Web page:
Maurice Strong And Supporters Gain Prominence For The Deadlock In Copenhagen Climate SummitDecember 17th, 2009 - 7:15 pm ICT by GD
By Ranjan Bhaduri
Dec.17, (THAINDIAN NEWS) The deadlock in the Copenhagen Climate Summit has given an opportunity to Maurice Strong and his supporters to raise their voices. It has also given some politicians the chance to have a say in the global climate scene. Paul Martin, the liberal Prime Minister of Canada is one such instance. He has been a follower of Maurice Strong for a long time. Now he has got a chance to use the stalemate in Copenhagen to come down heavily on USA. According to him, USA ought to share some amount of responsibility for Greenhouse gas radiation from Canada.
The environmental activist groups including Greenpeace shouted slogans outside the venue of the conference. Martin gave his interview from a hotel in Copenhagen. He and his party suffered defeat in the elections that took place three years back. He expressed solidarity and support for oilsands producers of Alberta. Meanwhile, the green activists have become worried that due to the difference of opinion among the leaders of various countries, a unanimous conclusion on global warming prevention cannot be reached.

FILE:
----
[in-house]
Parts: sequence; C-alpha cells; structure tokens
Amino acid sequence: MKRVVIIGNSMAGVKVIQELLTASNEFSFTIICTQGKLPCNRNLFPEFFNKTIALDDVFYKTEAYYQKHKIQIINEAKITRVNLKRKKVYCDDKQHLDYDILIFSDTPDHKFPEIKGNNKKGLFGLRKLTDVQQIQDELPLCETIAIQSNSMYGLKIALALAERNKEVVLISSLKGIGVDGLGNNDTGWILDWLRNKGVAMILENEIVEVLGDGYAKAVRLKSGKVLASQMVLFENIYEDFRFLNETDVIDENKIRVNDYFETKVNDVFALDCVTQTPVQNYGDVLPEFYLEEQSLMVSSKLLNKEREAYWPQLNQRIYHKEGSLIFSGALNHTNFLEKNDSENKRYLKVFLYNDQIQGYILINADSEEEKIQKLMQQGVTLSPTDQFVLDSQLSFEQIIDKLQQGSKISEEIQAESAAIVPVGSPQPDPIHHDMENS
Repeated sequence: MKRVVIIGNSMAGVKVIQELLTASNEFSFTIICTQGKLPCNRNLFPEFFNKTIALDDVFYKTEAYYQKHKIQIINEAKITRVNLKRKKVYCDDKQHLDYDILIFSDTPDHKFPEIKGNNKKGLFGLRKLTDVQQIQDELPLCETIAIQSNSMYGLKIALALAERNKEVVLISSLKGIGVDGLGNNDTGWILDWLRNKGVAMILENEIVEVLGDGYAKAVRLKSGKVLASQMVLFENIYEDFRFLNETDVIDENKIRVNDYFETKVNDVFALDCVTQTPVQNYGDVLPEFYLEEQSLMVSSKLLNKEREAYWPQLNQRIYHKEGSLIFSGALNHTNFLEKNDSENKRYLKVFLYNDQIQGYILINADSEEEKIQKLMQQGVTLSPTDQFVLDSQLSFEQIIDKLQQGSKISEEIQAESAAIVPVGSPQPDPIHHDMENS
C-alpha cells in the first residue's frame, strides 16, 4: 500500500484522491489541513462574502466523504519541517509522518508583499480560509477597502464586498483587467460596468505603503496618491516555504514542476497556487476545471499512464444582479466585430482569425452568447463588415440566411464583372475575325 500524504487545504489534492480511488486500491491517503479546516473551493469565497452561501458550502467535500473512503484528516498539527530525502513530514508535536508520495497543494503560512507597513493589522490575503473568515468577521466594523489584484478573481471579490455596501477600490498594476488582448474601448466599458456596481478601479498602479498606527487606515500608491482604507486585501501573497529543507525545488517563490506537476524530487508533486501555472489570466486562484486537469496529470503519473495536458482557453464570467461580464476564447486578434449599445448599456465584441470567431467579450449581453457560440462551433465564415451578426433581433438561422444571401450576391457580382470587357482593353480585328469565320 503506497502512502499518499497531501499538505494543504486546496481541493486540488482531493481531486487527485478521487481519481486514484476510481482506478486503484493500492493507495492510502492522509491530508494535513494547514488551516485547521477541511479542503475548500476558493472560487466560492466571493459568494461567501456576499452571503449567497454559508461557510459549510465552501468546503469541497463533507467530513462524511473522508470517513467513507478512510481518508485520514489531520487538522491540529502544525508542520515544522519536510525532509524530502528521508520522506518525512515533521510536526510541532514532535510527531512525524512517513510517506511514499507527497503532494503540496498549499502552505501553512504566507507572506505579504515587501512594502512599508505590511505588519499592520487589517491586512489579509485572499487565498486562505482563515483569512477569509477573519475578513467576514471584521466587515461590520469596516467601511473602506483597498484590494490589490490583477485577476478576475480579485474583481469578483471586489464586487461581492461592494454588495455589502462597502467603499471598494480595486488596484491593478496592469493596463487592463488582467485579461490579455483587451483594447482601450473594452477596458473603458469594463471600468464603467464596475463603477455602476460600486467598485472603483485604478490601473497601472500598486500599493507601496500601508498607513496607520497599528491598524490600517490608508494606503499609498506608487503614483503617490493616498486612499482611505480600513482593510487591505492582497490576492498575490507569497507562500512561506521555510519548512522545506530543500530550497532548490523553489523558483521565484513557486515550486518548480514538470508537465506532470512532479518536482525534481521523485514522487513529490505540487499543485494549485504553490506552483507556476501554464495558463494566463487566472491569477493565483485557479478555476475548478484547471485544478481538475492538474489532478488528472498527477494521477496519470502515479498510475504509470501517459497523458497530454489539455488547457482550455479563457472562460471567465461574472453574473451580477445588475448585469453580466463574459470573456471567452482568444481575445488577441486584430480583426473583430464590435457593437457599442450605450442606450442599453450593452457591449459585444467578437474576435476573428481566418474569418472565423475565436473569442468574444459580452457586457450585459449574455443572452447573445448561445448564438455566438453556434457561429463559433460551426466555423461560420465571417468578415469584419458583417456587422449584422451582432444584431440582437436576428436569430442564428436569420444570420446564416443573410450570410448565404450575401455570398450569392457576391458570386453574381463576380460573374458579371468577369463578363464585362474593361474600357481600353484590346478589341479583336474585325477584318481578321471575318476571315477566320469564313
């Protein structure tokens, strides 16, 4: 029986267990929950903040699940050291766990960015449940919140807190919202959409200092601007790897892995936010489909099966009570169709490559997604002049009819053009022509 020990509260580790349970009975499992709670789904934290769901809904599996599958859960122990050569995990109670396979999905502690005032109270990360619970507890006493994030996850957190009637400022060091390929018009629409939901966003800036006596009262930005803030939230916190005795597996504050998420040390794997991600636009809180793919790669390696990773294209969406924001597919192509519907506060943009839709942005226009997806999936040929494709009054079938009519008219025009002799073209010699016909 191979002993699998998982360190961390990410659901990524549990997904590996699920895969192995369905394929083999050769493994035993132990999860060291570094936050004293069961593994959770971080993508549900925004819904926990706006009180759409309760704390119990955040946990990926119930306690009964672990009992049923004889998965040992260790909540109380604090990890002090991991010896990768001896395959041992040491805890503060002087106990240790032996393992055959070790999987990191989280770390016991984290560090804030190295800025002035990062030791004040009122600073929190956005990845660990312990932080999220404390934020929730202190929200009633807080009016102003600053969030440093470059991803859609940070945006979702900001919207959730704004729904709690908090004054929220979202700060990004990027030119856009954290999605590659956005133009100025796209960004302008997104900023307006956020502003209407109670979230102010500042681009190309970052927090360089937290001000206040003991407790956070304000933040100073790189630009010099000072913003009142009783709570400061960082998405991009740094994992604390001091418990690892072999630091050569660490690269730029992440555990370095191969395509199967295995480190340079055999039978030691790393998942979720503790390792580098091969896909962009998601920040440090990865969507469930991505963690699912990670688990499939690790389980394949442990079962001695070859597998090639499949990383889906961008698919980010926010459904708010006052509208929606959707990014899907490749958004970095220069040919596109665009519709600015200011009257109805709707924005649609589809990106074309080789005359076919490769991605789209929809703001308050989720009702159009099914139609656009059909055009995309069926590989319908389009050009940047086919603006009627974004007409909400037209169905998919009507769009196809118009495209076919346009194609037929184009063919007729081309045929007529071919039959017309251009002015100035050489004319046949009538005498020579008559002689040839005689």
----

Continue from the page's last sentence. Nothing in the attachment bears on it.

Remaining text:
The leaders of the participating countries are trying their level best to put an end to the deadlock. The developing and developed nations are at loggerhead over certain issues and a conclusion needs to be reached before the summit comes to an end. They cannot agree on emission cut rates and the aid the underdeveloped countries should get. Danish police had to resort to batons and tear gas to drive way the protesters outside the conference venue when it got a little too rowdy.
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Tags: climate summit, conference venue, danish police, deadlock, developed nations, difference of opinion, environmental activist groups, follower, gain prominence, global climate, greenhouse gas, greenpeace, hotel in copenhagen, loggerhead, minister of canada, paul martin, prime minister of canada, ranjan, stalemate, underdeveloped countries